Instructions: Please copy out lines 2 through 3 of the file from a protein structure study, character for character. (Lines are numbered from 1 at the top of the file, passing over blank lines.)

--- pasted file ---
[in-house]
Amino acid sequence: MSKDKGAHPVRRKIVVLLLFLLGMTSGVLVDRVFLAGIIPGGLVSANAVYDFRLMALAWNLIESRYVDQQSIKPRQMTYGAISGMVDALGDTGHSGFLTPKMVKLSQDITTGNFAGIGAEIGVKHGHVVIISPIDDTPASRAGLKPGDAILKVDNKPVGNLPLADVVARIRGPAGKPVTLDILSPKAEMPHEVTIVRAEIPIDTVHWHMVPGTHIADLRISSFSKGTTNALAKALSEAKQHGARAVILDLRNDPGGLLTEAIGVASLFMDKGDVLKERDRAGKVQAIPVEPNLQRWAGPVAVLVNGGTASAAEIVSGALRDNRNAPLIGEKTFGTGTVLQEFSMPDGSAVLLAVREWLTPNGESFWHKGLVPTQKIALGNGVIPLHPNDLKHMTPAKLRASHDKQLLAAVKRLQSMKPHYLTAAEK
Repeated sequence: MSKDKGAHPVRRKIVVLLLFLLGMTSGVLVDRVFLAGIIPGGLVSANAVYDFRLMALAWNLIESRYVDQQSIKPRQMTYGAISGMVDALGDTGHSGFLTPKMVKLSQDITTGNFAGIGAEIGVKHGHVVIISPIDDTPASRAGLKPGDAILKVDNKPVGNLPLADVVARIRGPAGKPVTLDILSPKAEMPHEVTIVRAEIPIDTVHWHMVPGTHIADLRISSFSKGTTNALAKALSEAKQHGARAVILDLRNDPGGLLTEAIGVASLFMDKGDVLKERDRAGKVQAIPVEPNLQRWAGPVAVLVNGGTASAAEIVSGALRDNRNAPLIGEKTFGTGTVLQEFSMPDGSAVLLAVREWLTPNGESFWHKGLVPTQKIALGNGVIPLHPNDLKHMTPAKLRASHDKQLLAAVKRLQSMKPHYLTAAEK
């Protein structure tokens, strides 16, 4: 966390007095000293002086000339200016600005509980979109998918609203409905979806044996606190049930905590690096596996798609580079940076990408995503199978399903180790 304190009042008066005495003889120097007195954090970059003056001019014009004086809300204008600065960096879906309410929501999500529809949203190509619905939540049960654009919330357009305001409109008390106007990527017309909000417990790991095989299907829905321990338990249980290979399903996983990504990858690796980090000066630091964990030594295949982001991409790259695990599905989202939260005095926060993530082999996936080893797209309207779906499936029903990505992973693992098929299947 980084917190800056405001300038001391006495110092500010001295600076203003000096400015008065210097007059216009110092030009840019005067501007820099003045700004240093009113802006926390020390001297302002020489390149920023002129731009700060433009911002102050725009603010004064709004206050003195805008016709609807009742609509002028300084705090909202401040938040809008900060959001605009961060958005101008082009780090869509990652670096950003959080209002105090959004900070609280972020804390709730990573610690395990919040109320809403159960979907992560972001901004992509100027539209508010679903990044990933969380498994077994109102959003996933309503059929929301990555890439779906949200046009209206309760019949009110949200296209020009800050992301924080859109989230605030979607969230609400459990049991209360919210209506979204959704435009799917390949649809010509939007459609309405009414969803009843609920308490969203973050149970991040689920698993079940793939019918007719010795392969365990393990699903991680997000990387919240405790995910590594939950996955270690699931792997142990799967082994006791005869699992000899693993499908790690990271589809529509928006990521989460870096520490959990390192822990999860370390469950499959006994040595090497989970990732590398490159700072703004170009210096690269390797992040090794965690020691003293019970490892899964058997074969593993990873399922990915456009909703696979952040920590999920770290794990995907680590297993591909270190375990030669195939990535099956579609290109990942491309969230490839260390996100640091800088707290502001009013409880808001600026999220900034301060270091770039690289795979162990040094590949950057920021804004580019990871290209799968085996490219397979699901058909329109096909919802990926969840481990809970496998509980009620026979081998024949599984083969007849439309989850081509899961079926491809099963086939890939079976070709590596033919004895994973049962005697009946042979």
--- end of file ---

Amino acid sequence: MSKDKGAHPVRRKIVVLLLFLLGMTSGVLVDRVFLAGIIPGGLVSANAVYDFRLMALAWNLIESRYVDQQSIKPRQMTYGAISGMVDALGDTGHSGFLTPKMVKLSQDITTGNFAGIGAEIGVKHGHVVIISPIDDTPASRAGLKPGDAILKVDNKPVGNLPLADVVARIRGPAGKPVTLDILSPKAEMPHEVTIVRAEIPIDTVHWHMVPGTHIADLRISSFSKGTTNALAKALSEAKQHGARAVILDLRNDPGGLLTEAIGVASLFMDKGDVLKERDRAGKVQAIPVEPNLQRWAGPVAVLVNGGTASAAEIVSGALRDNRNAPLIGEKTFGTGTVLQEFSMPDGSAVLLAVREWLTPNGESFWHKGLVPTQKIALGNGVIPLHPNDLKHMTPAKLRASHDKQLLAAVKRLQSMKPHYLTAAEK
Repeated sequence: MSKDKGAHPVRRKIVVLLLFLLGMTSGVLVDRVFLAGIIPGGLVSANAVYDFRLMALAWNLIESRYVDQQSIKPRQMTYGAISGMVDALGDTGHSGFLTPKMVKLSQDITTGNFAGIGAEIGVKHGHVVIISPIDDTPASRAGLKPGDAILKVDNKPVGNLPLADVVARIRGPAGKPVTLDILSPKAEMPHEVTIVRAEIPIDTVHWHMVPGTHIADLRISSFSKGTTNALAKALSEAKQHGARAVILDLRNDPGGLLTEAIGVASLFMDKGDVLKERDRAGKVQAIPVEPNLQRWAGPVAVLVNGGTASAAEIVSGALRDNRNAPLIGEKTFGTGTVLQEFSMPDGSAVLLAVREWLTPNGESFWHKGLVPTQKIALGNGVIPLHPNDLKHMTPAKLRASHDKQLLAAVKRLQSMKPHYLTAAEK